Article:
Alligators in chemistry lecture? As staff columnist Greg Allen doodles through his class, he wonders: is anyone learning anything? Forum, Page 5

influenced by genetic factors. A 1998 study published in the Oxford University Press found that Swedish women whose older sisters had given birth to preterm babies had an 80 percent increased risk of delivering a premature child. A more recent study from Virginia Commonwealth University reported last year that compared to women of European descent, black women have a twofold risk for having a gene variation that causes a woman’s water to break prematurely. Associate Professor of Psy-

INSIDE: Sports. . . . . . . . . . . . . . . . 3 Forum. . . . . . . . . . . . . . . . 4 Scene . . . . . . . . . . . . . . . . 6 Classifieds . . . . . . . . . . . . 7 Sudoku . . . . . . . . . . . . . . 7

chology, Jan Duchek found Muglia’s study intriguing because it reported that for both whites and blacks, more than 50 percent of recurrent preterm births occur within the same two to three week period of the first preterm infant. Of the group with successive preterm births, black mothers were two to three times more likely to give birth prematurely. “When you hear things about the subsequent birth, and the similarity of when the premature birth occurs for a particu-

See PRETERM, page 2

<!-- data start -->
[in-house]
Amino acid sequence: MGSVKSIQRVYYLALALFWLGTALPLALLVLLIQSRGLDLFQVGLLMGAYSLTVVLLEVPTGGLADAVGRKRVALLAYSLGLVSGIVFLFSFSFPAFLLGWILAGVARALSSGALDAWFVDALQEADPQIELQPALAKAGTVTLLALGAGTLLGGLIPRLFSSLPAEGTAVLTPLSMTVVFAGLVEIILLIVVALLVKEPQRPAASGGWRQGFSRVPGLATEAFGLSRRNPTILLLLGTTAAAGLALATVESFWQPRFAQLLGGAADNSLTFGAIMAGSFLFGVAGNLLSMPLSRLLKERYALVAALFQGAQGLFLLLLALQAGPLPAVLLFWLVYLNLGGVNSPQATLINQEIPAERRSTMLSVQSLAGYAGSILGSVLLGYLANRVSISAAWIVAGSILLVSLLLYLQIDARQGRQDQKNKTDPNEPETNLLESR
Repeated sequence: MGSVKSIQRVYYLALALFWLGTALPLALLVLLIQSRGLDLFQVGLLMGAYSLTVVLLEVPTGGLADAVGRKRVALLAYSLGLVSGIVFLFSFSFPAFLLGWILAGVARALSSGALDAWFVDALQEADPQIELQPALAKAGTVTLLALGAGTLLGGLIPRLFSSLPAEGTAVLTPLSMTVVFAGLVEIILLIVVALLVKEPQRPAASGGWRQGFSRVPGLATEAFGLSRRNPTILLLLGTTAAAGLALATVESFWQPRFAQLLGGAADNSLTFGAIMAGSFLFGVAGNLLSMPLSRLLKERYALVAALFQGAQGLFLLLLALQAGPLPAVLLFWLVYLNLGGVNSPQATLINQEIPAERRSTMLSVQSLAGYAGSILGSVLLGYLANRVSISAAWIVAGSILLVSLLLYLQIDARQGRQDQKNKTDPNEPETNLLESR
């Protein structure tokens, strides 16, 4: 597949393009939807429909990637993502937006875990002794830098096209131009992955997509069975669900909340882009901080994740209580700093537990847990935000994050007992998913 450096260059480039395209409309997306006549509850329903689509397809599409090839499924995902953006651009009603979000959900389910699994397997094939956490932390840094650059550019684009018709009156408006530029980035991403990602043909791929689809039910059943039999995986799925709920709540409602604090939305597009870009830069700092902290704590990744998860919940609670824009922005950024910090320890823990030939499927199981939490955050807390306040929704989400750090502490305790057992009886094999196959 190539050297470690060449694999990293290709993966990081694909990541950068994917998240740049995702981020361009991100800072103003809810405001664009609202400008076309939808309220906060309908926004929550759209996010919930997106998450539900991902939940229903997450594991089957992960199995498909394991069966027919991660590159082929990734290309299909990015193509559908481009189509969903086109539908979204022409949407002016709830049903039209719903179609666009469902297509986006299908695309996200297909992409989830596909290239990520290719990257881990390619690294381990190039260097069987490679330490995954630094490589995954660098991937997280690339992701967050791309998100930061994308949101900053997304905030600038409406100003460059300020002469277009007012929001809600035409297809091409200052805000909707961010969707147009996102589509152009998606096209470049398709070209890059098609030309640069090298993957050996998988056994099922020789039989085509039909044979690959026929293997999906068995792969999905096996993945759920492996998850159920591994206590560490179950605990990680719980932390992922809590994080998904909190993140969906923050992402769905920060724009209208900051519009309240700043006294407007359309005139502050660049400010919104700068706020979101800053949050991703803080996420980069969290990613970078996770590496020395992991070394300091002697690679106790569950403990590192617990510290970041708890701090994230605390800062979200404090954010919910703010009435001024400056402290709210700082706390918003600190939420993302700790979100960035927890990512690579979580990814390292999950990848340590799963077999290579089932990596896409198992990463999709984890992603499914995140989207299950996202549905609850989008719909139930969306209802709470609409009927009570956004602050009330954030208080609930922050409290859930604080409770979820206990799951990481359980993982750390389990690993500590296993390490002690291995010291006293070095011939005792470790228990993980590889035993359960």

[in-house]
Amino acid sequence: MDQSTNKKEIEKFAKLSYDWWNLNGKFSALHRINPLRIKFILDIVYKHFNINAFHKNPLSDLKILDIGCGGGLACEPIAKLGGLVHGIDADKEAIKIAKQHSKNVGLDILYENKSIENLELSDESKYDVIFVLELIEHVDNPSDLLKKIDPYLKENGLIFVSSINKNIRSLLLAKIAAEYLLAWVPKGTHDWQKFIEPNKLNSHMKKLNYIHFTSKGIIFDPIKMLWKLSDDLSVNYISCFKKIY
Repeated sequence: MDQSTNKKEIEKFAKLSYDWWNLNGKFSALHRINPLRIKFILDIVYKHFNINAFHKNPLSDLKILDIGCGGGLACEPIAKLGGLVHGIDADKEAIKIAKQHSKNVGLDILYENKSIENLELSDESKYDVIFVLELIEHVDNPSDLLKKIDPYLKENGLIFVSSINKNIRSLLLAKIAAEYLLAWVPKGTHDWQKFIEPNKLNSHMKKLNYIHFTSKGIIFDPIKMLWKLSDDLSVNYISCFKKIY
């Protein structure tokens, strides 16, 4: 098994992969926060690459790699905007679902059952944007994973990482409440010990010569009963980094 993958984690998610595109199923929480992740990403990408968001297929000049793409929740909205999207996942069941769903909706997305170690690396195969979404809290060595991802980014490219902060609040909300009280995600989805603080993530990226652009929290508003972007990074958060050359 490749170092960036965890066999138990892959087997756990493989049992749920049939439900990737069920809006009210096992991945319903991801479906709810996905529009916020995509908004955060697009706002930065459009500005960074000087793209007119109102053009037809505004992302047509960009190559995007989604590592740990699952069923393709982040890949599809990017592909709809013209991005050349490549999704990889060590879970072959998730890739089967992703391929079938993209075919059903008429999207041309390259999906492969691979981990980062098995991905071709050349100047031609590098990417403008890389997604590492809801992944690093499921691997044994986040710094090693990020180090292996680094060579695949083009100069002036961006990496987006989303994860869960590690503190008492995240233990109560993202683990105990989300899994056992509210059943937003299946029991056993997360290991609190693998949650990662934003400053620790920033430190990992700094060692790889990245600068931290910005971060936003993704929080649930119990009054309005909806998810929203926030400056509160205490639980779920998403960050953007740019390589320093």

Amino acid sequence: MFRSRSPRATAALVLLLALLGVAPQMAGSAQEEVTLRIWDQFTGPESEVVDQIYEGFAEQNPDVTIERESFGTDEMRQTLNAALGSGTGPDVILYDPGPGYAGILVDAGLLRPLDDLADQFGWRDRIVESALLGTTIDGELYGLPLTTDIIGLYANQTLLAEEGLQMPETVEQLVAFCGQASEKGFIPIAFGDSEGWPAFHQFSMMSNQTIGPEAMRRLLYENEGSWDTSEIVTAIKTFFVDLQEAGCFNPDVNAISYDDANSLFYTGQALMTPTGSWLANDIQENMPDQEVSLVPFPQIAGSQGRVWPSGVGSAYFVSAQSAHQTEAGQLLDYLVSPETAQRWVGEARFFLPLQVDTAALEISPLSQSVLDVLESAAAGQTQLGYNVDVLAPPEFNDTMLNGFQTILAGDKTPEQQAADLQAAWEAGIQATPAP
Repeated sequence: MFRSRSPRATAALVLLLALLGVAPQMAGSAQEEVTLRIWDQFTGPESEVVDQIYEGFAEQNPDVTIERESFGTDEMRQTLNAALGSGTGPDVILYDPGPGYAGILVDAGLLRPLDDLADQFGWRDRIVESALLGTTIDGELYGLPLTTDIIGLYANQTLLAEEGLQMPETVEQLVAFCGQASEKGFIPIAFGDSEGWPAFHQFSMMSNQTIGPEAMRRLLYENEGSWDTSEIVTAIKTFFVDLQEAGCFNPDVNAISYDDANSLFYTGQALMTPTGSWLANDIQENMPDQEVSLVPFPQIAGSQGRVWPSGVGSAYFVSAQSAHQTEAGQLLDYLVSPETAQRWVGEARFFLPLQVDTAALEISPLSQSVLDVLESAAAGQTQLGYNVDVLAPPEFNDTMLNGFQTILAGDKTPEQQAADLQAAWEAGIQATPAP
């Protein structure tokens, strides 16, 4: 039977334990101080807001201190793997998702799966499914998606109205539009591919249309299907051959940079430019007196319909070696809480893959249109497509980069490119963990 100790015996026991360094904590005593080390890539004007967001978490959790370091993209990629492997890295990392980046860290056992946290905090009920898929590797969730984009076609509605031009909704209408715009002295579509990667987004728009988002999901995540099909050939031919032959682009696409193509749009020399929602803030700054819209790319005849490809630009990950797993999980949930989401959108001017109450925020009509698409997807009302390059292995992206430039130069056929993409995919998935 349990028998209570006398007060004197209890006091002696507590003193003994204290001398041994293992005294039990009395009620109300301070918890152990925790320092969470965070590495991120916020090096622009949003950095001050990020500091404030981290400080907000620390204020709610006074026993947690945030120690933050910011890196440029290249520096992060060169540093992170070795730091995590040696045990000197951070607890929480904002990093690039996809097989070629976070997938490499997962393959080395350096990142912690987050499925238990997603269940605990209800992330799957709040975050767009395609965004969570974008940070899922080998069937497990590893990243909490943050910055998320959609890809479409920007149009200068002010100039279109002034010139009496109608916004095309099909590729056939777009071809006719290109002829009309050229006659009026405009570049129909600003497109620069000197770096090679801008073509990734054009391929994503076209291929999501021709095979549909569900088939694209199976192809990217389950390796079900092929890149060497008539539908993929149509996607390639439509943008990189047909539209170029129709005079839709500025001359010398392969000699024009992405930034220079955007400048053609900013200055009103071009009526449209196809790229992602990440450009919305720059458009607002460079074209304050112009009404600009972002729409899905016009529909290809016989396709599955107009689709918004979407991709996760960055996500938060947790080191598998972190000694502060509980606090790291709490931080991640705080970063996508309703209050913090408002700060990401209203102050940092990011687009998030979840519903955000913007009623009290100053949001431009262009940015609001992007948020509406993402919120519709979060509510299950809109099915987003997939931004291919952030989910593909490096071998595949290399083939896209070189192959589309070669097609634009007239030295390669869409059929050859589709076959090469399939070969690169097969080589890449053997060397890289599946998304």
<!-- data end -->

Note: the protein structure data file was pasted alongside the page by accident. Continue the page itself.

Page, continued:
STUDENT LIFE One Brookings Drive #1039 #42 Women’s Building Saint Louis, MO 63130-4899 News: (314) 935-5995 Advertising: (314) 935-6713 Fax: (314) 935-5938 e-mail: Copyright 2007 Editor in Chief: Sarah Kliff Associate Editor: Liz Neukirch Managing Editors: Justin Davidson, David Tabor Senior News Editor: Mandy Silver Senior Forum Editor: Daniel Milstein Senior Cadenza Editor: Ivanna Yang Senior Scene Editor: Erin Fults Senior Sports Editor: Andrei Berman Senior Photo Editor: David Brody Senior Graphics Editor: Rachel Harris News Editors: Troy Rumans, Laura Geggel, Josh Hantz, Shweta Murthi News Manager: Elizabeth Lewis Assignments Editor: Sam Guzik Forum Editors: Tess Croner, Nathan Everly, Chelsea Murphy, Jill Strominger Cadenza Editors: Elizabeth Ochoa, David Kaminksy, Brian Stitt Scene Editors: Sarah Klein, Felicia Baskin Sports Editor: Scott Kaufman-Ross Photo Editors: Alwyn Loh, Lionel Sobehart, Eitan Hochster, Jenny Shao Online Editor: Scott Bressler Design Chief: Laura McLean Production Chief: Anna Dinndorf Copy Chiefs: Willie Mendelson, Indu Chandrasekhar Copy Editors: Jacky Fung, Maria Hossain, Brian Krigsher, Julia Jay Designers: Ellen Lo, Jamie Reed, Chris Maury, Kim Yeh, Dennis Sweeney, Courtney LeGates General Manager: Andrew O’Dell Advertising Manager: Sara Judd Copyright 2007 Washington University Student Media, Inc. (WUSMI). Student Life is the financially and editorially independent, student-run newspaper serving the Washington University community. First copy of each publication is free; all additional copies are 50 cents. Subscriptions may be purchased for $80.00 by calling (314) 935-6713. Student Life is a publication of WUSMI and does not necessarily represent, in whole or in part, the views of the Washington University administration, faculty or students. All Student Life articles, photos and graphics are the property of WUSMI and may not be reproduced or published without the express written consent of the General Manager. Pictures and graphics printed in Student Life are available for purchase; e-mail for more information. Student Life reserves the right to edit all submissions for style, grammar, length and accuracy. The intent of submissions will not be altered. Student Life reserves the right not to publish all submissions. If you’d like to place an ad, please contact the Advertising Department at (314) 935-6713. If you wish to report an error or request a clarification, e-mail